Berry was a Queensland farmer who loved snakes. He was also a practical joker and one time he released a king brown in his local pub. That caused instant panic with one man exiting the bar through a closed window and another vaulting the bar and getting his foot caught in a beer tap with beer going everywhere.
A friend who worked on Berry's farm said it was quite usual when mustering cattle to see 20 snakes enjoying the Queensland heat.
A successful breeder of Hereford cattle, Berry did not allow anyone mustering his cattle to use horses, bikes or dogs to help the job along. That meant walking long distances around the farm bringing cattle together, so the musterers had a high risk of being bitten by snakes.
Not all were king browns or deadly taipans though. Quite a few were more or less harmless pythons. However my friend woke one morning to find a large python coiled round his neck, an experience he did not wish to repeat.
Berry was quite fearless around snakes and would pin down their heads with a forked stick while with his other hand he would grasp their tails and lift them into a sack. These captured snakes he would send to Brisbane where they were kept cosy for the rest of their lives and milked for their venom. The venom was used to make a vaccine to save the lives of people bitten by snakes.
Berry's wife Vera was also keen about and quite fearless where snakes were concerned. She said it was silly to kill a snake, even when one was close to the homestead, because another snake would always take the place of the one you killed.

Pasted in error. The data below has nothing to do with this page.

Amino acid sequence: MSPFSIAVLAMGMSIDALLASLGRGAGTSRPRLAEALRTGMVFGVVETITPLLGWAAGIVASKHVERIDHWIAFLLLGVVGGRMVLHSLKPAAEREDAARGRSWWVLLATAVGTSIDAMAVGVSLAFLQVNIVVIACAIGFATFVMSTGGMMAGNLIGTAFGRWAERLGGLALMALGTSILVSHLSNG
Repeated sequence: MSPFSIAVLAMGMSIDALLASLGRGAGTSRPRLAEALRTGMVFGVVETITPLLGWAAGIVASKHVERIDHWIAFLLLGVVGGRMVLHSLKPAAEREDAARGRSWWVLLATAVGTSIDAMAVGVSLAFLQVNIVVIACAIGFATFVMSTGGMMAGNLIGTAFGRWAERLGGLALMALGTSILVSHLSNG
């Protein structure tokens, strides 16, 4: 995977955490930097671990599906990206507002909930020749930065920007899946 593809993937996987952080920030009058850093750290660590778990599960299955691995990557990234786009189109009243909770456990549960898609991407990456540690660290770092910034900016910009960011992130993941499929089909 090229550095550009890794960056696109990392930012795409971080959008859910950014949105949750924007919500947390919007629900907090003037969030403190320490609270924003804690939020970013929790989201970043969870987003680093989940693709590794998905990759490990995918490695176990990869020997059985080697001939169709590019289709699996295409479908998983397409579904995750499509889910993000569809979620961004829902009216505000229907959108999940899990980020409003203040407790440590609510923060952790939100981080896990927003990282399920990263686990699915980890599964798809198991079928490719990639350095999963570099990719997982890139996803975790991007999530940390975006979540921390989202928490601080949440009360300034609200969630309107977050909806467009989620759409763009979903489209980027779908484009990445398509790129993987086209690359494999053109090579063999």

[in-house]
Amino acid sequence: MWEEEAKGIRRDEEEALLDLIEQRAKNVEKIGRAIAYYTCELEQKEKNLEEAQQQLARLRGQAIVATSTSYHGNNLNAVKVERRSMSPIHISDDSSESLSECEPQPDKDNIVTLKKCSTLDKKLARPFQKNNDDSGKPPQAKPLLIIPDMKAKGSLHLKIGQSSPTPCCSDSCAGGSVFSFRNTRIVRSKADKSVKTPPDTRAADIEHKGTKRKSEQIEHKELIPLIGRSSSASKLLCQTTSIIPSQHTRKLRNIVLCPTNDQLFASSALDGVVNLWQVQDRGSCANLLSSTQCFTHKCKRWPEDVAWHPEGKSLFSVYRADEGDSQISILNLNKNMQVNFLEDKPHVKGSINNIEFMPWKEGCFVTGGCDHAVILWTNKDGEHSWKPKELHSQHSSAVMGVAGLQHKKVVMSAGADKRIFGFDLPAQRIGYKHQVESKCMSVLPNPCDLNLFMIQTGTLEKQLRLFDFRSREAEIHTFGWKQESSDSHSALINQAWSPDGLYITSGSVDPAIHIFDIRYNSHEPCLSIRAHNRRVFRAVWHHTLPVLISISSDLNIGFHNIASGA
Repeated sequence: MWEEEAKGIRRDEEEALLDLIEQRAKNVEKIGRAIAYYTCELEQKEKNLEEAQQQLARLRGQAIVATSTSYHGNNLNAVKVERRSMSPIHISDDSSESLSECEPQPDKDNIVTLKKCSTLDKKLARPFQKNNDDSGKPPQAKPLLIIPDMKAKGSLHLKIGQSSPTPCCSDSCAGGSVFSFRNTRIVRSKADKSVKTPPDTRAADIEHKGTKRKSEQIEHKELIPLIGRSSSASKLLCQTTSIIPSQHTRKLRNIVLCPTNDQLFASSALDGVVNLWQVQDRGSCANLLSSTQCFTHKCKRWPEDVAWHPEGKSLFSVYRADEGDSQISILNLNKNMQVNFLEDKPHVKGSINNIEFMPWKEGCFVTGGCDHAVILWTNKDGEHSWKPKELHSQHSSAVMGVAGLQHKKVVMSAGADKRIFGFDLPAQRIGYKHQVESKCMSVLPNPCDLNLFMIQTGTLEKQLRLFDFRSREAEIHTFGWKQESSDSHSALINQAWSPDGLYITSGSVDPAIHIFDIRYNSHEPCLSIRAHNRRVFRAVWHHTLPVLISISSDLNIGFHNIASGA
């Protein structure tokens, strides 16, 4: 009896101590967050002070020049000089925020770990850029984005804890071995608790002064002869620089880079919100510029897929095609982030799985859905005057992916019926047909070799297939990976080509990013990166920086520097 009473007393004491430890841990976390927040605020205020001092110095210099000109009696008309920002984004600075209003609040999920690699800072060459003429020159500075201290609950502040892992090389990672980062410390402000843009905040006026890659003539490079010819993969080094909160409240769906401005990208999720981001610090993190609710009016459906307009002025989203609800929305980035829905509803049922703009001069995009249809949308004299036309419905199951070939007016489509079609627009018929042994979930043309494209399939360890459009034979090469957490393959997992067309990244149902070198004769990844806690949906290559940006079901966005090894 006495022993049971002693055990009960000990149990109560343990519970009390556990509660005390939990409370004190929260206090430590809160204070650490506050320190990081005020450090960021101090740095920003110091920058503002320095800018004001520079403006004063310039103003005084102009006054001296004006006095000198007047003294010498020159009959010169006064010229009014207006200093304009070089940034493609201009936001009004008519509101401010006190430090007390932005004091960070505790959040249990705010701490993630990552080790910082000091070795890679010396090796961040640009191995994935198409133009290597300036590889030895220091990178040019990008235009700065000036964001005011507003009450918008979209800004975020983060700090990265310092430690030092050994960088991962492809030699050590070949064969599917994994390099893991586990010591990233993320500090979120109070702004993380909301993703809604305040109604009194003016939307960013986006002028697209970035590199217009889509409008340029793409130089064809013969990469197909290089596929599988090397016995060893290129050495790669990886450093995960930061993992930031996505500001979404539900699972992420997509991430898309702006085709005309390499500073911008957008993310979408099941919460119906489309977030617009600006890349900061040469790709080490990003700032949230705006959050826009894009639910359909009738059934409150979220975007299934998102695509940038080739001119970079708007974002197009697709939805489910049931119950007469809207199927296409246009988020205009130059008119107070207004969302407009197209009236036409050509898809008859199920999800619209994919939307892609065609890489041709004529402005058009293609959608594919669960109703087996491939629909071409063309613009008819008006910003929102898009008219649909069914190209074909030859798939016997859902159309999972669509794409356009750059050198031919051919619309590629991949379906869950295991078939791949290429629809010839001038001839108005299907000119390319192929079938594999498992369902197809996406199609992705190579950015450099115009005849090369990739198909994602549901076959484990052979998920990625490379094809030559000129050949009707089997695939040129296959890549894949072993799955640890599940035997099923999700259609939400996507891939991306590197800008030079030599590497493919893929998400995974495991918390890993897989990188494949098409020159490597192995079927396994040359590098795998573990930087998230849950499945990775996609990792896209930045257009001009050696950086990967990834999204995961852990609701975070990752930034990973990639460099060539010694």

"It is much better to have an old snake staking its territory around your house and knowing your movements, than continually killing them and encouraging young and inexperienced snakes into your yard, which you were likely to tread on because they were not familiar with your movements."
Vera knew where all the nearby snakes lived and would even feed them dead mice. Her favourite trick was to dangle a dead mouse by its tail about half a metre from a snake's hole in the ground. She would not flinch when the snake came out, took in the situation, and struck at and grabbed the mouse. Vera said there was no risk of being bitten because the snakes knew her as a friend and that was the way they always took their prey.
The only time Vera relocated snakes was when they started eating her chook's eggs. Not that it was easy because they had a great sense of territory. Sometimes she would move them up to 10 kilometres and they would nearly always come back!